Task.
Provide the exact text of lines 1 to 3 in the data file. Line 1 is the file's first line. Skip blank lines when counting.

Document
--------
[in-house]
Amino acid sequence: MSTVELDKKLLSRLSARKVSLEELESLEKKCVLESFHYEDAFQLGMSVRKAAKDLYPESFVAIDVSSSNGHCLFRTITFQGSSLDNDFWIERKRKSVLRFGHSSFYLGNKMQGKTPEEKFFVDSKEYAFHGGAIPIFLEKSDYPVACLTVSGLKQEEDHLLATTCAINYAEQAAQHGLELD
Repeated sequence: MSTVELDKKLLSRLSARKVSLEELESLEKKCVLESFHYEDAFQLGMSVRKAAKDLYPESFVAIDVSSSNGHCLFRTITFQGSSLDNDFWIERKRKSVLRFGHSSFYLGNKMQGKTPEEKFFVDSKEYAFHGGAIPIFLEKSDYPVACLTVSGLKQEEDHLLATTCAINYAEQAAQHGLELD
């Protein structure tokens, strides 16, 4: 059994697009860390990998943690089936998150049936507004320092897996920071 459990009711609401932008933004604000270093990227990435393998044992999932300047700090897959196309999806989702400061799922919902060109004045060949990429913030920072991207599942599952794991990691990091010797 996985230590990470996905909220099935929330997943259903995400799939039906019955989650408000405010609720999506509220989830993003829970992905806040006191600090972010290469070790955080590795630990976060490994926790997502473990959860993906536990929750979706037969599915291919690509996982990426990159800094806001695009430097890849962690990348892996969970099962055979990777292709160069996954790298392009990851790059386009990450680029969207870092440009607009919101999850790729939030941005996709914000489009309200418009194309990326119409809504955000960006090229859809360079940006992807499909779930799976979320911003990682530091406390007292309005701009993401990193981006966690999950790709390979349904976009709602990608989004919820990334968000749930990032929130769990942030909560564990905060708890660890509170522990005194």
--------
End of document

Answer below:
[in-house]
Amino acid sequence: MSTVELDKKLLSRLSARKVSLEELESLEKKCVLESFHYEDAFQLGMSVRKAAKDLYPESFVAIDVSSSNGHCLFRTITFQGSSLDNDFWIERKRKSVLRFGHSSFYLGNKMQGKTPEEKFFVDSKEYAFHGGAIPIFLEKSDYPVACLTVSGLKQEEDHLLATTCAINYAEQAAQHGLELD
Repeated sequence: MSTVELDKKLLSRLSARKVSLEELESLEKKCVLESFHYEDAFQLGMSVRKAAKDLYPESFVAIDVSSSNGHCLFRTITFQGSSLDNDFWIERKRKSVLRFGHSSFYLGNKMQGKTPEEKFFVDSKEYAFHGGAIPIFLEKSDYPVACLTVSGLKQEEDHLLATTCAINYAEQAAQHGLELD